Officials sought bids to build a poor house on the property in July 1870. A two-story, 44-room building was built to house 100 people, men in the east wing and women in the west, with a large hall, dining room, sitting rooms and medical areas in the middle, along with offices and staff quarters.

Unidentified woman resident of the poor farm, one of eight such drawings done in 1912 or 1913 by Springfield artist Alfred S. Harkness. Published in The Survey magazine, April 5, 1913. See all eight drawings here.

“Well ventilated cells for insane persons” originally were planned for the end of each first-floor wing; ultimately, however the cells – apparently with far less ventilation — were installed in the basement. The building opened, ahead of schedule, that December.

Despite the expense and obvious good intentions of county officials, conditions at the poor farm turned grim in less than two years. The county board fired the farm’s operators, identified as “the Crenshaw brothers,” in October 1872, following a report on conditions at the farm by the county’s physician, Dr. L. Gillett. Among his findings:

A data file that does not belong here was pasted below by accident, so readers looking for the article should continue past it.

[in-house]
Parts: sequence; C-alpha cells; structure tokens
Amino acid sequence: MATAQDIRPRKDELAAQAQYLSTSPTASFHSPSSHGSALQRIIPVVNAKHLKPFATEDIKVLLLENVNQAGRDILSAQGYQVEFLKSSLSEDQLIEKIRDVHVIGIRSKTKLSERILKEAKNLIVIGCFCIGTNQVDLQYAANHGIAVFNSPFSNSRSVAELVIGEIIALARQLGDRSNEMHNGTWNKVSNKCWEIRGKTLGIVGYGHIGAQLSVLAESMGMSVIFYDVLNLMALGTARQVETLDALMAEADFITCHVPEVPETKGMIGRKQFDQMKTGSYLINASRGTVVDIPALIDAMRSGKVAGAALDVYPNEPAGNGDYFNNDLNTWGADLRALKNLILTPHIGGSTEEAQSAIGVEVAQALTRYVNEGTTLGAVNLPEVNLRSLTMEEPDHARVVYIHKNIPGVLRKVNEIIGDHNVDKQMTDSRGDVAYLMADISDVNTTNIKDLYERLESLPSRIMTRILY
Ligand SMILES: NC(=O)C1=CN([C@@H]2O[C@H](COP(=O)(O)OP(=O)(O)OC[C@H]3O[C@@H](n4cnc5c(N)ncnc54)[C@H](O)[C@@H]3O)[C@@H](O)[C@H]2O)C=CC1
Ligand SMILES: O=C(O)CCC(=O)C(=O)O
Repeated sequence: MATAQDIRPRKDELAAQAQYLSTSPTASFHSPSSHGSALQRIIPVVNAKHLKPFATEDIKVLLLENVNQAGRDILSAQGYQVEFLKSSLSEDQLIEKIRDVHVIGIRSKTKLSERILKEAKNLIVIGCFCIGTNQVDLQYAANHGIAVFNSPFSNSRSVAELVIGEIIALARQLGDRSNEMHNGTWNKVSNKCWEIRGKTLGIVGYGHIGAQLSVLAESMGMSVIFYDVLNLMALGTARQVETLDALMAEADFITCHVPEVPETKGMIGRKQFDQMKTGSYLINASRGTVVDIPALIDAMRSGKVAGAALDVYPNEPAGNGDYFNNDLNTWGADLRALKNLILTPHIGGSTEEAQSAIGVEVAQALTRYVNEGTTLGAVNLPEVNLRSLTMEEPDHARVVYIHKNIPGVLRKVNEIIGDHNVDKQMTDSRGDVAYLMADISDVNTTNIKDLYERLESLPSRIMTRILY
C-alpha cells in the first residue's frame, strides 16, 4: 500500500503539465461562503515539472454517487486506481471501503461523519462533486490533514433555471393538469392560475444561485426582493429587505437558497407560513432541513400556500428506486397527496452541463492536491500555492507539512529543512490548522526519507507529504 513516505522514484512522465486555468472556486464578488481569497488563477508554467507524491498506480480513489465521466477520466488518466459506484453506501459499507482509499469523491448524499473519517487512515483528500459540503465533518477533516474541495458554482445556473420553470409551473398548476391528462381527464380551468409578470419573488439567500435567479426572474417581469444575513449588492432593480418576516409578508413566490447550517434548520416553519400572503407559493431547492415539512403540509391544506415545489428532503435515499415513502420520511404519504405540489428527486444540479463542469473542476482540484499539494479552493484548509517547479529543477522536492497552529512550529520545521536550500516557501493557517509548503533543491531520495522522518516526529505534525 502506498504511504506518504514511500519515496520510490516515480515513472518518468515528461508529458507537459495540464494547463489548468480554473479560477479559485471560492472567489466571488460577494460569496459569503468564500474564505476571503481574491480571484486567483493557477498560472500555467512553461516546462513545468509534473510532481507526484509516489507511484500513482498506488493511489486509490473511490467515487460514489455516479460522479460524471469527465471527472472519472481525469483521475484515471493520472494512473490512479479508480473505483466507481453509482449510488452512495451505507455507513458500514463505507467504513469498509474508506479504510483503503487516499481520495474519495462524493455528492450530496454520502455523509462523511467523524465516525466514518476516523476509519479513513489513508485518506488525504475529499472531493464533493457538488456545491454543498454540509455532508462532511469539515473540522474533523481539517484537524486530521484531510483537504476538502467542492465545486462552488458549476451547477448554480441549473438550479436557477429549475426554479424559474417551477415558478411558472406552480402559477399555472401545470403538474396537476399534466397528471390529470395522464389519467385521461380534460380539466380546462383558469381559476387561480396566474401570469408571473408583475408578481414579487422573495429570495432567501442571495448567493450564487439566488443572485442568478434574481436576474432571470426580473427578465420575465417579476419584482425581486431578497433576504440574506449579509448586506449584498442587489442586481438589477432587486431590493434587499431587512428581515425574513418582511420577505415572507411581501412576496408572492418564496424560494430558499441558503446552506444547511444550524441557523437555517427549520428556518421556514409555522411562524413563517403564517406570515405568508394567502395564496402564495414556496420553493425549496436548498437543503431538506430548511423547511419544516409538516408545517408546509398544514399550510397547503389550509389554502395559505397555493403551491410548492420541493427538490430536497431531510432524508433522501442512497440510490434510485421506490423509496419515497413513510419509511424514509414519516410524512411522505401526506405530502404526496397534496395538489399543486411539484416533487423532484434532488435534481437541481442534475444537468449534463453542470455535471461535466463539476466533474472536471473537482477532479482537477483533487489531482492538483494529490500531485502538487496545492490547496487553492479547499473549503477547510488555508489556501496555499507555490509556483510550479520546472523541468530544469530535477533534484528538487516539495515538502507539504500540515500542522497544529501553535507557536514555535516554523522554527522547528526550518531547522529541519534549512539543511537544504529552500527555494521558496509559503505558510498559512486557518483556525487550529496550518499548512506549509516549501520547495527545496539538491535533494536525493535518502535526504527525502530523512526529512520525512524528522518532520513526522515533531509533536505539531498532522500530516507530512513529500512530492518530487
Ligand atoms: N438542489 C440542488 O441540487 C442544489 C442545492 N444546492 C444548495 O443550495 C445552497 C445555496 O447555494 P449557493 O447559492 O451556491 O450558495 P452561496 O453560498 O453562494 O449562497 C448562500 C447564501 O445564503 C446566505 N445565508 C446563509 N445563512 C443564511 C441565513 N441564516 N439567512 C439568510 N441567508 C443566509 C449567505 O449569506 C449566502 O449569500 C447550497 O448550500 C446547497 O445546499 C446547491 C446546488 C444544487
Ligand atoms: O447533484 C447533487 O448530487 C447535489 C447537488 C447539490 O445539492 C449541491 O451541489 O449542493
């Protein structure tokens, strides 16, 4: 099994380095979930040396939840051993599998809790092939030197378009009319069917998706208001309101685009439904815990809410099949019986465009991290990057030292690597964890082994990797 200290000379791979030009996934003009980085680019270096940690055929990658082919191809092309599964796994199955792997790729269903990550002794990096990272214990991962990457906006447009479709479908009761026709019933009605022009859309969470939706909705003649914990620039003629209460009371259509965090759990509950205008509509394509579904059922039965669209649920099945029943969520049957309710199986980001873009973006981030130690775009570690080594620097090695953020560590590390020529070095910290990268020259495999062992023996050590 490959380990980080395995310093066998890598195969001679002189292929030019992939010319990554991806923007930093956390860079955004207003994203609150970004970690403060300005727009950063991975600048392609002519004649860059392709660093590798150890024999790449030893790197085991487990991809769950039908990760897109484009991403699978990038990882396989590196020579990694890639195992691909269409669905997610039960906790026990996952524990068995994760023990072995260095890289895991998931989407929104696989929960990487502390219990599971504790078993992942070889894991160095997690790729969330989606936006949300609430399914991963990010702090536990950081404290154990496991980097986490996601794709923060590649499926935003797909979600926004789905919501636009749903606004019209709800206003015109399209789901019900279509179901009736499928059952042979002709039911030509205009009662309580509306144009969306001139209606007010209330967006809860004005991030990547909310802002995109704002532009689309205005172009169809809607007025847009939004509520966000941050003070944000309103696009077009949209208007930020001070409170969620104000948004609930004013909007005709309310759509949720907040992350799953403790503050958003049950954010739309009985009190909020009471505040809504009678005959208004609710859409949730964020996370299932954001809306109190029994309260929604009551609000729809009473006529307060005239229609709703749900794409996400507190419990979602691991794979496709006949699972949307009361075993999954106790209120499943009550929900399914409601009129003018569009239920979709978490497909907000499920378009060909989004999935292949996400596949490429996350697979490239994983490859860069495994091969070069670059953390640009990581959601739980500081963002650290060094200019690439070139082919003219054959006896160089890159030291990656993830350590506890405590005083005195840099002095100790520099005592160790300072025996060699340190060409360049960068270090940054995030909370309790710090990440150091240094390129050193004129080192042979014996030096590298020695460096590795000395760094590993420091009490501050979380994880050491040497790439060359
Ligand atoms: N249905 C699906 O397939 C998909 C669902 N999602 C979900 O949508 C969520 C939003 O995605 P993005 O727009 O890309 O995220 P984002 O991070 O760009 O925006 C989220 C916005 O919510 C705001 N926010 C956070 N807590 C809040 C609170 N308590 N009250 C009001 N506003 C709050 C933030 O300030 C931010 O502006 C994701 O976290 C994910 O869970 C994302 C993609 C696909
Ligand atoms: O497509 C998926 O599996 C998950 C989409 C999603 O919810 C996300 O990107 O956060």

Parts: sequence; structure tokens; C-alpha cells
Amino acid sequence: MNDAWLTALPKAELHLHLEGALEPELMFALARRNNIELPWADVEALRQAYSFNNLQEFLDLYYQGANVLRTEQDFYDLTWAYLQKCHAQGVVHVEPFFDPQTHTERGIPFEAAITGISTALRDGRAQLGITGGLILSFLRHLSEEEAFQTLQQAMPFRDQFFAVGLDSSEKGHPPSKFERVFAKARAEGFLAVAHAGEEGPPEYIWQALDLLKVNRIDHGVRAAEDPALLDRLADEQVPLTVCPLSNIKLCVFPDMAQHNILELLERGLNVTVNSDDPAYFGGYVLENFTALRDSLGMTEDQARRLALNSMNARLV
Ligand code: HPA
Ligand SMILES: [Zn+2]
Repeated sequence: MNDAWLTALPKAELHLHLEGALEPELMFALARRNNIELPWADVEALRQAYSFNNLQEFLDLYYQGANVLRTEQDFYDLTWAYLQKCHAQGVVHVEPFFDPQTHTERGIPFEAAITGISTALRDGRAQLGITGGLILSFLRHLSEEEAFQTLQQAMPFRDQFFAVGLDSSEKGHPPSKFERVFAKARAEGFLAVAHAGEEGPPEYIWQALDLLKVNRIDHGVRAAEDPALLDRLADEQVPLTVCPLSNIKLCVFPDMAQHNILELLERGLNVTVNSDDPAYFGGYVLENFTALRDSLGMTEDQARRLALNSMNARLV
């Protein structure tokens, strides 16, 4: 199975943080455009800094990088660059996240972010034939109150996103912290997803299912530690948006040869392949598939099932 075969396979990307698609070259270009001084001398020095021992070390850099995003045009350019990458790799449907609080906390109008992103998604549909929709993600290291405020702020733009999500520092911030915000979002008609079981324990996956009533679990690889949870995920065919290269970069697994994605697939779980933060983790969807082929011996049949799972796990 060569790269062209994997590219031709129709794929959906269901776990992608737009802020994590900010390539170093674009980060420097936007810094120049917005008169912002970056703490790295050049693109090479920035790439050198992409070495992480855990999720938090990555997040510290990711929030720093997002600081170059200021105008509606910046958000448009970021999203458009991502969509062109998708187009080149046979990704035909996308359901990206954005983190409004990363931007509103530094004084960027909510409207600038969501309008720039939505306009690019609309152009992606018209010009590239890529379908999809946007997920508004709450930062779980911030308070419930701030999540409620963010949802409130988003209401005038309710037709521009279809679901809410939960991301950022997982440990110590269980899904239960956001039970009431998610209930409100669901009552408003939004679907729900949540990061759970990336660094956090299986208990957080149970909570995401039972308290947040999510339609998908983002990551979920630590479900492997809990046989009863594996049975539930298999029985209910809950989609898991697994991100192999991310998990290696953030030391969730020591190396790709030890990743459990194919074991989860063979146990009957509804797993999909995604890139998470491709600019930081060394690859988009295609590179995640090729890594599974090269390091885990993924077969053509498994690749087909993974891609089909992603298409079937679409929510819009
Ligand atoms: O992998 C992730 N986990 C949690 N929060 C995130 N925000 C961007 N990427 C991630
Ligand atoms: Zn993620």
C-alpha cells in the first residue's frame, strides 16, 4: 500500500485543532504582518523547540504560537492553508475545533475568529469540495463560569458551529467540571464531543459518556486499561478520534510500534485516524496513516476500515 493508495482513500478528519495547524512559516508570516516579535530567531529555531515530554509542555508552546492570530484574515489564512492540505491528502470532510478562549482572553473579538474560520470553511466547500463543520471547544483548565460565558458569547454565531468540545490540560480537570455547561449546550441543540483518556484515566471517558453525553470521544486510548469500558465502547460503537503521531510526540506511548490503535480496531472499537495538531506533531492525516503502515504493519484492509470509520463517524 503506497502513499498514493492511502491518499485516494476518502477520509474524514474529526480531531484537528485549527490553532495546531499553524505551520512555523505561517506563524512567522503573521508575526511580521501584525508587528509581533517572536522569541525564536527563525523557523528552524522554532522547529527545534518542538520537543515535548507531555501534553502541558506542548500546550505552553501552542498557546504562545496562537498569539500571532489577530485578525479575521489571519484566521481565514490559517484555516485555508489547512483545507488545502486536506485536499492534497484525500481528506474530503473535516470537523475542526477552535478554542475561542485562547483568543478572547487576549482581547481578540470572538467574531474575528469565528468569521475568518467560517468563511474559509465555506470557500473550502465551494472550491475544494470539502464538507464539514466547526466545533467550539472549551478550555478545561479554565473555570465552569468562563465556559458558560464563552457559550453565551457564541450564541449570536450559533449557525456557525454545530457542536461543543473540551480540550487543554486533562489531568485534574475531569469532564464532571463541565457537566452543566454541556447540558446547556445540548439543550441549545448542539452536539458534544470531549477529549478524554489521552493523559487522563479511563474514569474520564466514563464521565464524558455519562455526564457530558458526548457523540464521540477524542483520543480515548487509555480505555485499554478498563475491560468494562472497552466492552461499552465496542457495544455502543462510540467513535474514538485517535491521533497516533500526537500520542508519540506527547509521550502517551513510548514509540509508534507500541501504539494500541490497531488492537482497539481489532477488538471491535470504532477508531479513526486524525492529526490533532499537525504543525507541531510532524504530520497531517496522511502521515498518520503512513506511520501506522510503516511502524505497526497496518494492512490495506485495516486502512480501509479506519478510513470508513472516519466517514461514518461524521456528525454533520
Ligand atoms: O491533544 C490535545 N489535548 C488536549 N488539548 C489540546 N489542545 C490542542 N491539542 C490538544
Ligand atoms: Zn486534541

The food placed on the table most of the time for the paupers is not good, healthy food. Sometimes the dinners are good enough, both as to quality and quantity … and sometimes it is not fit for any one to eat.

The miserable compound of rye and cheap molasses furnished for breakfast as a substitute for coffee is sickening to drink, and produces debility and consequent disease. The invariable supper for the four months that I have been in attendance has been mush and sour milk. Sometimes as an especial favor, the sour milk has been changed to butter milk. …

As for the beds some of them are too filthy for any one to sleep in, bugs without number have taken possession of them, and can be seen by any one who will take the trouble to look; the straw in some of the beds is rather “thin.” …